The human condition
What to do about runaway population growth? Here’s some good (and some terrible) ideas…
Irecently heard an interview with a scientist who was having some success in his work on curing the biggest killer of humans in the world: ageing.
I was a little startled. I had never considered ageing a disease, merely an inevitability.
When asked if this was a particularly good idea in light of the looming population crisis, he replied that as a fan of both Star Wars and Star Trek he thought we could all simply move to a new planet. Well. What glorious optimism.
There are many who argue that human overpopulation is the most serious environmental problem facing the world. The statistics are quite staggering.
It took us 200,000 years of being humans before we reached the billion mark around 1800. By the turn of the millennium, despite two world wars and several bad cases
“The Voluntary Human Extinction Movement believes that the answer lies, as their name indicates, in extinction.”
of the flu we numbered six billion. In the 13 years since we have added another billion.
There are now more than seven billion of us, and the latest UN report on population growth states that we could reach 11 billion by 2100. Some estimates have it as high as 17 billion. That’s a lot of mouths to feed, which may please retailers of fast moving consumer goods and those who are currently finding it difficult to meet ‘the one’.
The problems associated with this multitude includes the obvious ones such as food and water scarcity, the extinction of other species as we encroach upon their habitats or simply eat them, lack of resources in general,
“You are a plague. And we are the cure.”
and substantially more in-fill and up-fill housing. Thankfully there are people proposing possible solutions. The Voluntary Human Extinction Movement believes that the answer lies, as their name indicates, in extinction. They should at the very least be given due credit for the voluntary nature of the plan. Not for them snuffing out the living. They merely suggest we stop reproducing. Their slogan is “May we live long and die out”. It’s very catchy.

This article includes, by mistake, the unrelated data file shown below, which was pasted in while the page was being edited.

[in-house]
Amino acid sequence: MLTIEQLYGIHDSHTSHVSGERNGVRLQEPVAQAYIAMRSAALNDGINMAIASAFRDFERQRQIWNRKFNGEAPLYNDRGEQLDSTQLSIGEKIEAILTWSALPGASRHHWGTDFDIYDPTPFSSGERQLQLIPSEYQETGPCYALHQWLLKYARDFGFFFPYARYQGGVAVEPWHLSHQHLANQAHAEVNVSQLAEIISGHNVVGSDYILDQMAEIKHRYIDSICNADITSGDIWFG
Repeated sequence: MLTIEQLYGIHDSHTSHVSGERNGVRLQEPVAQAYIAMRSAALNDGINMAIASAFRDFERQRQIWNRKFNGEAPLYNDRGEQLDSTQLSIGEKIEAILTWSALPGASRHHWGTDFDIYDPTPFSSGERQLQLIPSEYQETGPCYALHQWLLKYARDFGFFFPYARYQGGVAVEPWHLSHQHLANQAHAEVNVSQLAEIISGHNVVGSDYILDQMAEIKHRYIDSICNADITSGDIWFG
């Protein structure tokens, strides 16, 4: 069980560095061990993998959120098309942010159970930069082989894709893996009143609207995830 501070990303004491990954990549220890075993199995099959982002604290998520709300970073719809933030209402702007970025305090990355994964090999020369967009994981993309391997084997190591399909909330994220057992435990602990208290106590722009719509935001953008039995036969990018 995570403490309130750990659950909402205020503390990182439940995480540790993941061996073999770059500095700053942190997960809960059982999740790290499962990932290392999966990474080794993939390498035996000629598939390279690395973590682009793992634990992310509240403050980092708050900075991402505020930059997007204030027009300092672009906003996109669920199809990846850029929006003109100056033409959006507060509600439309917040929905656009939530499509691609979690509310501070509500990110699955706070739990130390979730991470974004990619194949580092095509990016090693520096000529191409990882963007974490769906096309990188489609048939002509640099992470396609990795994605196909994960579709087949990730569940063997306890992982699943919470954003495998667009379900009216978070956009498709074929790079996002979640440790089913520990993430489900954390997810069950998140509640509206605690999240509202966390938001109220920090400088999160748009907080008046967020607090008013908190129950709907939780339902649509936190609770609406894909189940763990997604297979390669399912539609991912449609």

They are nowhere near as extreme as the Church of Euthanasia, who described themselves as a “non-profit educational foundation devoted to restoring balance between humans and the remaining species on Earth”. While they aren’t advocates of murder or forced sterilisation, they do commend suicide, abortion, cannibalism and non-procreative sex.
Founder Chris Korda, a strict vegan, once suggested that cannibalism was environmentally friendly. “We have 60,000 auto-accident fatalities a year in the US,” she told one journalist, before suggesting that the meat should go to a well-known fast food outlet “where the food is already so processed I don’t think anybody would notice the difference.”
Fortunately population decline is already underway in some countries. But in developing countries, and especially in Africa where the population is predicted to explode, there are more realistic solutions to slow growth.
Educating and empowering women works. So too, ironically, does reducing infant mortality, and thus the need to have multiple children to compensate for the fact that not all will make it to adulthood.
But there remains among many a belief best summed up by Agent Smith, the anthropomorphised face of the sentient computer in The Matrix. He said, “Human beings are a disease, a cancer of this planet. You are a plague. And we are the cure.” The correct response should have been “Shut up computer, or I’ll unplug you.” But I guess that wouldn’t have made a very good movie.
On a more positive note, with people living longer, and more people in general, we may advance science and technology faster, as there will be exponentially more brains focused on the problems. Maybe we will get to that new planet in time.